So, this brings us to the post-World War II era, the strategies for land warfare of which were heavily influenced by the lessons of that enormous conflict. Europe, of course, was divided by what British Prime Minister Winston Churchill called an “iron curtain” (“From Stettin in the Baltic to Trieste in the Adriatic an iron curtain has descended across the Continent.”) The evolution of land warfare would, henceforth, reflect the disparate perceptions of European security held primarily by Soviet and U.S. military commanders. While Marshall Tukhachevsky had been a victim of Stalin’s bloody purges -- he had been executed on June 12, 1937 following a show trial – the evolution of Soviet Army strategy, operational art, and tactics were heavily influenced by the now-disgraced and deceased army officer. Consequently, the Soviet Army was rebuilt to reflect Tukhachevsky’s principles regarding land warfare, especially his emphasis on developing the ability to strike deeply into the enemy’s territory or formations in order to seriously impede that enemy’s ability to mass forces for a counterattack and to degrade the adversary’s ability to marshal forces for a defense of its territory. Over time, especially during the 1980s, the Soviet Army developed what it called “operational maneuver groups” (OMGs), massed formations of armor-heavy units that would apply what is called “combined arms operations” to strike deep into the enemy’s terrain and bring about rapid victory. “Combined arm operations” referred to the application of all forms of military assault in coordinated, simultaneous fashion. In other words, tank-heavy units would be supported by massive application of artillery fire with air support to both protect friendly formations and to strike deeply at enemy formations and political and industrial assets.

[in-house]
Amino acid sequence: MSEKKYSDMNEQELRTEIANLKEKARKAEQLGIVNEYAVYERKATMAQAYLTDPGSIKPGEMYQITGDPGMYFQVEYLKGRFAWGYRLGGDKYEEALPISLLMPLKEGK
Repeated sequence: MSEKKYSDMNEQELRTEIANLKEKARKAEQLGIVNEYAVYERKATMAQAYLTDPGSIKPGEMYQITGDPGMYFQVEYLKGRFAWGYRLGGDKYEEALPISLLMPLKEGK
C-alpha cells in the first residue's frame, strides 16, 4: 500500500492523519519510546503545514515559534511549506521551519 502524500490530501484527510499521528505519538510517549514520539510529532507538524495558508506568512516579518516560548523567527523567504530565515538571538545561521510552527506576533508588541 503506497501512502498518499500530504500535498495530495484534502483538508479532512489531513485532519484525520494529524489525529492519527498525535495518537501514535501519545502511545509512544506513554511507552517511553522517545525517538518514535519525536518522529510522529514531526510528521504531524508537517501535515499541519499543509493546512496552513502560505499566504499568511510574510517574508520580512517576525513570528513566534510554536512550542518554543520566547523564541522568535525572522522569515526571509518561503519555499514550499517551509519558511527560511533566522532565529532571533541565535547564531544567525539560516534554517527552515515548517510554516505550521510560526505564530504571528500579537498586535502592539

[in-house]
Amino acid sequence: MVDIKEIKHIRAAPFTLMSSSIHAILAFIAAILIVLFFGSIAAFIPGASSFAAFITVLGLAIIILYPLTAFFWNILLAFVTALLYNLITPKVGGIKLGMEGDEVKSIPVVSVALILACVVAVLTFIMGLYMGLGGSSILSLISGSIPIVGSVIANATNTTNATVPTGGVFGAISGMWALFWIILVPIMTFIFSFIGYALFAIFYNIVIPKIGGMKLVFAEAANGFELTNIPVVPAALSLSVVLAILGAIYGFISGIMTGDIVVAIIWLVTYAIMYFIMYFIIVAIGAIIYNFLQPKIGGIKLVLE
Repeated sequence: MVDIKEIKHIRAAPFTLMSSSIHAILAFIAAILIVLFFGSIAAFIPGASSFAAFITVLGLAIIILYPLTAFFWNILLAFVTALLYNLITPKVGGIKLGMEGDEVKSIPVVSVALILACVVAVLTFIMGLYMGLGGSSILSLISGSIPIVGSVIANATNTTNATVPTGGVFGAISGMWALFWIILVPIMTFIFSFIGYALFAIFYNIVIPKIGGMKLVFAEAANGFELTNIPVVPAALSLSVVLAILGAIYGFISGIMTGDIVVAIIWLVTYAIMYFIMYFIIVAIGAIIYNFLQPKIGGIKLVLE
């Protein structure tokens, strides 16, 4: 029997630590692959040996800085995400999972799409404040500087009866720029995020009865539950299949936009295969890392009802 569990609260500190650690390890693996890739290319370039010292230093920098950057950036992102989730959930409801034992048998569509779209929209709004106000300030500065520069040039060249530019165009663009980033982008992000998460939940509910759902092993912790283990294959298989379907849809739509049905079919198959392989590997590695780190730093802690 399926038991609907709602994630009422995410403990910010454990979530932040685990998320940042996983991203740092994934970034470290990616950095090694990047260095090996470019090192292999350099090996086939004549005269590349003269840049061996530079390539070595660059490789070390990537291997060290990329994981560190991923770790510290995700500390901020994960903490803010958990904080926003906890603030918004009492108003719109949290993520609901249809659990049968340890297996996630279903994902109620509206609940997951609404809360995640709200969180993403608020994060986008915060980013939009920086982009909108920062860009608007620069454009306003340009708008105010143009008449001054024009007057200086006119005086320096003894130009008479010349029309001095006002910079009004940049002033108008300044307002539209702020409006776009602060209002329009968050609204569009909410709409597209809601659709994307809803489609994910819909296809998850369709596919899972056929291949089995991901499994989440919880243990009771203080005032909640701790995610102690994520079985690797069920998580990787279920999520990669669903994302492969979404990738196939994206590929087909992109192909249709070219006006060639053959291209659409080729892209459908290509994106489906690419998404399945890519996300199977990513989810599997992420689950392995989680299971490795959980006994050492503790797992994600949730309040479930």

On the U.S. side, most thought regarding land warfare focused on the need to develop the strategy and the means to defeat Soviet strategy – a daunting burden given that the Soviet Union placed the preponderance of its economic activity on executing the mission of military preparedness, fielding over 50,000 tanks, not including tens of thousands of other types of armored vehicles like armored personnel carriers and armored infantry fighting vehicles, and not including the armored forces of its closest military ally, East Germany, while the United States and its NATO allies fielded only half-as-many tanks in response (this vast disparity in the respective sizes of armored formations facing each other forced NATO to prepare for the use of tactical nuclear weapons to compensate for its inferiority, another topic for discussion entirely, as it is beyond the purview of this essay). NATO military planners spent a great deal of time thinking of ways to defeat or blunt a Warsaw Pact attack across the “iron curtain” without having to resort to the use of nuclear weapons, and the result, formulated during the mid-to-late 1980s was called “Follow-On Forces Attack” (FOFA), the U.S. Army component of which was called “Air-Land Battle,” and called for the ability to strike deeply against massed Soviet Army formations and OMG while using special operations forces to sabotage the routes through which those Soviet formations were expected to traverse, such as mountain passes and bridges.